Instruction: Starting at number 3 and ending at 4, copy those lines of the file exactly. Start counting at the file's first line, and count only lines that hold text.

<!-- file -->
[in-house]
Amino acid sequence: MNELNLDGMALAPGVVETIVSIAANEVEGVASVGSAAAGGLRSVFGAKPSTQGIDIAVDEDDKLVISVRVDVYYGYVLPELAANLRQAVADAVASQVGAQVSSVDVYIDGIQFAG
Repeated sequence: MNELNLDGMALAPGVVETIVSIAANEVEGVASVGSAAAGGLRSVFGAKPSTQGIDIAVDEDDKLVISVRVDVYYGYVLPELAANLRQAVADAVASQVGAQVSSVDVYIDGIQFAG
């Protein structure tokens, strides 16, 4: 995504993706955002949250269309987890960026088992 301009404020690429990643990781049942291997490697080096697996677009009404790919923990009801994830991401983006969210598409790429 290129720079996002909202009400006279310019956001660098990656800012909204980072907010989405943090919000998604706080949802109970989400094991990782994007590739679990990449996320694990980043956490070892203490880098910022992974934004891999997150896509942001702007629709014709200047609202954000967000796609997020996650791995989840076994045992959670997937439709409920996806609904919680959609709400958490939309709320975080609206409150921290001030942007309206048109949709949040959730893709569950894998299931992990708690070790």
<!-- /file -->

Repeated sequence: MNELNLDGMALAPGVVETIVSIAANEVEGVASVGSAAAGGLRSVFGAKPSTQGIDIAVDEDDKLVISVRVDVYYGYVLPELAANLRQAVADAVASQVGAQVSSVDVYIDGIQFAG
């Protein structure tokens, strides 16, 4: 995504993706955002949250269309987890960026088992 301009404020690429990643990781049942291997490697080096697996677009009404790919923990009801994830991401983006969210598409790429 290129720079996002909202009400006279310019956001660098990656800012909204980072907010989405943090919000998604706080949802109970989400094991990782994007590739679990990449996320694990980043956490070892203490880098910022992974934004891999997150896509942001702007629709014709200047609202954000967000796609997020996650791995989840076994045992959670997937439709409920996806609904919680959609709400958490939309709320975080609206409150921290001030942007309206048109949709949040959730893709569950894998299931992990708690070790």